OpenShift by Red Hat continues to evolve

Live Cell Therapy

Attention to Detail: The GUI

The homemade graphical user interface (GUI) is, according to Red Hat, a unique selling point for OpenShift. No wonder: Kubernetes itself comes without a GUI and once again proves that the coolest software does not help if the learning curve is extremely steep. Red Hat, on the other hand, has agile and uncomplicated administration at the top of its feature list. Whether admin, customer, or developer, Red Hat wants everyone to perceive the OpenShift GUI as a genuine facilitator in everyday life.

The changes to the GUI have been correspondingly widespread. Almost half of the changelogs for the previous versions are full of GUI changes. Starting with the login, if you like, you can now add a branded page to your OpenShift installation, so that users logging in will not be put off by the generic OpenShift interface when logging in to OAuth.

Once you are logged in, you will come across UI innovations in every nook and cranny. For example, Red Hat has built-in search filters in many places that make it far easier to check the content of long lists than before. The search mask reacts while you are entering text: If you want to see the Apache pod, it appears when you type Apa in the search box.

The GUI built by Red Hat for the Docker registry, which is part of OpenShift, is even more useful. Remember, if you want to launch a Kubernetes pod from Docker containers on a host, you need to specify the Docker image you want to use as a basis in the pod definition. In the default configuration, Docker collects the images from the Docker Hub and then runs them locally.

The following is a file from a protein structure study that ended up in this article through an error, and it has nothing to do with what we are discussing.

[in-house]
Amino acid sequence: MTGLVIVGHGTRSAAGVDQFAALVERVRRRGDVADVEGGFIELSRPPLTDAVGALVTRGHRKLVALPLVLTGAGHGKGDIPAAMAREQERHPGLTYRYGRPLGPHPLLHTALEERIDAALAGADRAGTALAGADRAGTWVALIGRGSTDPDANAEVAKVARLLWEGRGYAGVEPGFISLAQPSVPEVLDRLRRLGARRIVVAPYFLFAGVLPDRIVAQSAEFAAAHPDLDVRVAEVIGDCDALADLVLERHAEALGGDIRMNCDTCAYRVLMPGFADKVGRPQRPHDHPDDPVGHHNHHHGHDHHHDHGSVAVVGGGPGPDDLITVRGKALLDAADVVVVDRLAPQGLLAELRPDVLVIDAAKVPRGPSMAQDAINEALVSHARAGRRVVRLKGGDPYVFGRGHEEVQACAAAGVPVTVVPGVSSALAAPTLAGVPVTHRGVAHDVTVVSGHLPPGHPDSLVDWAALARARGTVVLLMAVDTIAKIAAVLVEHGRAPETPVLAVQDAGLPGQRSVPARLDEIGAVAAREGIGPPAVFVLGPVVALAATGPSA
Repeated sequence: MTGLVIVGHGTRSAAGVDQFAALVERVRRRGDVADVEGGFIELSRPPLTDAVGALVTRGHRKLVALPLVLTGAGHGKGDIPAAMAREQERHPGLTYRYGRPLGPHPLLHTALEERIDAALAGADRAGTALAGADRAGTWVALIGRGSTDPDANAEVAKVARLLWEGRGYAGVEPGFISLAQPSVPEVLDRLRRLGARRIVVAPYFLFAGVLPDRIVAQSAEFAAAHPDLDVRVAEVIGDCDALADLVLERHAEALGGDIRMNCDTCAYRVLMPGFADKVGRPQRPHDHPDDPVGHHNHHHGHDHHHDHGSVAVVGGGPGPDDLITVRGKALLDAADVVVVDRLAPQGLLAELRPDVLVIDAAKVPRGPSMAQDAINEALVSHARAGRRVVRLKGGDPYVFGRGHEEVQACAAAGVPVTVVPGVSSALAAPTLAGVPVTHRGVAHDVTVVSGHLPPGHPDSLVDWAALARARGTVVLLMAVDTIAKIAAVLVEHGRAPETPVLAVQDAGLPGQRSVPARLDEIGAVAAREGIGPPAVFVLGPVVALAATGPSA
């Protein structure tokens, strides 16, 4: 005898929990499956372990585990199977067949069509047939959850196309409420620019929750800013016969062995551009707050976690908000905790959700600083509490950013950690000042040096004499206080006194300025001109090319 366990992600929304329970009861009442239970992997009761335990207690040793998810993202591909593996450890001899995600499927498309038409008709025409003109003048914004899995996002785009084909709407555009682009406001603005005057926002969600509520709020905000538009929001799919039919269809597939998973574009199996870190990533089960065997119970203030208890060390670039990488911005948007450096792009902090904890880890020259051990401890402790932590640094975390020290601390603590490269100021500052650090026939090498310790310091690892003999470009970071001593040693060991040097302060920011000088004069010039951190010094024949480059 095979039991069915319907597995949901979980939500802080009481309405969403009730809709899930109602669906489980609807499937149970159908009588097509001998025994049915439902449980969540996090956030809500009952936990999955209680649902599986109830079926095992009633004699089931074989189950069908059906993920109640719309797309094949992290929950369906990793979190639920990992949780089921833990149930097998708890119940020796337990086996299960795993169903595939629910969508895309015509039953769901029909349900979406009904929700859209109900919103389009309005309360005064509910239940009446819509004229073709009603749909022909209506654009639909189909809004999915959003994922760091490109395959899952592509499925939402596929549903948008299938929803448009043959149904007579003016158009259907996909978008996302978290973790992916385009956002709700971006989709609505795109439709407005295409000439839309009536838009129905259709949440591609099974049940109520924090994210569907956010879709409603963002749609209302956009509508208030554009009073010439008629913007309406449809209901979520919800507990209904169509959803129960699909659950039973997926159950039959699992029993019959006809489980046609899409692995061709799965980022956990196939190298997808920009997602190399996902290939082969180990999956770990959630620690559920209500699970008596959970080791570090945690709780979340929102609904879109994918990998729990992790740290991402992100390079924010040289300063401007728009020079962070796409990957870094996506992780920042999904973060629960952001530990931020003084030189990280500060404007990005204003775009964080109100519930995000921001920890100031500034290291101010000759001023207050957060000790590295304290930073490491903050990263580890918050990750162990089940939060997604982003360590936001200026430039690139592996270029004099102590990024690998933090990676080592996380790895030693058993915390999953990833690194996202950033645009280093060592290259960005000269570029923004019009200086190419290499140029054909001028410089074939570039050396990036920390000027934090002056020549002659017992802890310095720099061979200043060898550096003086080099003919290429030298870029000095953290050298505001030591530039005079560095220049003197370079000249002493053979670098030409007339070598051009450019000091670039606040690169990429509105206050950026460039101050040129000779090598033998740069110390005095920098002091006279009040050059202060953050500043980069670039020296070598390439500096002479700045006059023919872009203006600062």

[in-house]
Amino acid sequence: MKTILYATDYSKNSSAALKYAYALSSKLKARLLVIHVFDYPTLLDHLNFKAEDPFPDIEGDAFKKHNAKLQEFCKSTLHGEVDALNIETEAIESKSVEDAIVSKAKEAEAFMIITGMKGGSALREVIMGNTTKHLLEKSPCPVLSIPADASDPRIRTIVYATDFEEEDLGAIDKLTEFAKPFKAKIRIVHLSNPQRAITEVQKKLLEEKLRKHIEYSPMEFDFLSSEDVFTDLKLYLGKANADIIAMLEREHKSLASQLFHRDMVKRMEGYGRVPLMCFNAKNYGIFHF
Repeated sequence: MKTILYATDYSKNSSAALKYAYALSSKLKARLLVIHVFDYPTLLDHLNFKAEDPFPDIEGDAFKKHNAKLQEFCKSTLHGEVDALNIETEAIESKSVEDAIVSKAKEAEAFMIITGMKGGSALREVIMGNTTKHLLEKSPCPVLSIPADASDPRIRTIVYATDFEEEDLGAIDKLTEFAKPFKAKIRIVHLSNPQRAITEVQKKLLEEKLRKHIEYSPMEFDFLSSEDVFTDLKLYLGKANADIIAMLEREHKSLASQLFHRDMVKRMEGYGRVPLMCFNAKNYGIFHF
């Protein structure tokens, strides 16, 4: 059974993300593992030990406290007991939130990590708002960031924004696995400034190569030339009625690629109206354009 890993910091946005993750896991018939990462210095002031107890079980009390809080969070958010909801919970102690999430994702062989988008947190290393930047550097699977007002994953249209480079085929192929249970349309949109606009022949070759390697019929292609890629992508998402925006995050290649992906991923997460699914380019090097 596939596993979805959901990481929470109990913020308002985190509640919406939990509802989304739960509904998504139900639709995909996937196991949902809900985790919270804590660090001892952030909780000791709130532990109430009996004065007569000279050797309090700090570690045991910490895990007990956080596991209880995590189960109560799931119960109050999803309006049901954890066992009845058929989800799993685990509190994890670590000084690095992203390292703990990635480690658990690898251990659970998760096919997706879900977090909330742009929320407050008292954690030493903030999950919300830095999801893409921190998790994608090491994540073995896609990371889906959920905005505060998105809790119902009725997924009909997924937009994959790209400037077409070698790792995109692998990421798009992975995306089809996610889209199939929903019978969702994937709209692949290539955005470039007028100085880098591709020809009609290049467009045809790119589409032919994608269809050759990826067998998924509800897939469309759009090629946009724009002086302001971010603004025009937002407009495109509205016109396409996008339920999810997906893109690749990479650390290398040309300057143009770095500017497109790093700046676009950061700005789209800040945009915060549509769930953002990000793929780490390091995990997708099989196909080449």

It doesn't work that way with Kubernetes; after all, the overall concept envisages building suitable PaaS containers in OpenShift and rolling them out into production operation. To do so, however, local Docker instances must be able to communicate with a local registry in which the prebuilt images are stored. A registry that fits the bill is included with OpenShift.

In the early 3.x releases of OpenShift, the registry was provided entirely without a GUI. For example, if you wanted to know which images were stored there, you had to go to the command line, where you typically faced an impossibly long image list that you had to sort manually. Those days are over. In the OpenShift GUI, the registry now has its own page, including the previously described search fields. Each image stored in the registry can be examined individually, and the GUI also displays additional details of the images (Figure 3). All in all, the OpenShift GUI is now far more convenient to use than before.

Figure 3: OpenShift's built-in Docker registry now comes with its own GUI, which makes access much more convenient.

Bundled with CloudForms

An ideal situation for software vendors is that different environments can be managed comfortably in a single user interface. Red Hat has at least two candidates in its portfolio for which admins might well want exactly that: OpenShift and CloudForms.

Since OpenShift 3.1, Red Hat has consistently offered the option of integrating CloudForms in such a way that it rolls out its services on OpenShift as pods. Don't expect a single management GUI, though, because CloudForms comes with a convenient GUI of its own. Of course, combining CloudForms and OpenShift makes sense, because the two components work together well (Figure 4).

Figure 4: In the future, CloudForms and OpenShift can be operated so that CloudForms containers launch in OpenShift.

OpenShift and Jenkins

One major motivation for using OpenShift is that you can build your own container infrastructure on the solid foundation of continuous integration (CI) and continuous delivery (CD). To make sure this works, the OpenShift developers connected their software to the Jenkins CI/CD tool through a separate plugin and introduced build pipelines at the same time.

The idea is that you can develop your containers in the form of Git directories or at least manage the Docker files in them. When a developer checks in a change for a container, Jenkins automatically starts to rebuild the Docker image and uploads the finished image to the registry.

Functional checks are also carried out completely automatically. A build pipeline can consist of any number of steps that you define freely. This feature is very useful for image developers (Figure 5).

Figure 5: Pipelines promise a better CI/CD for container images.

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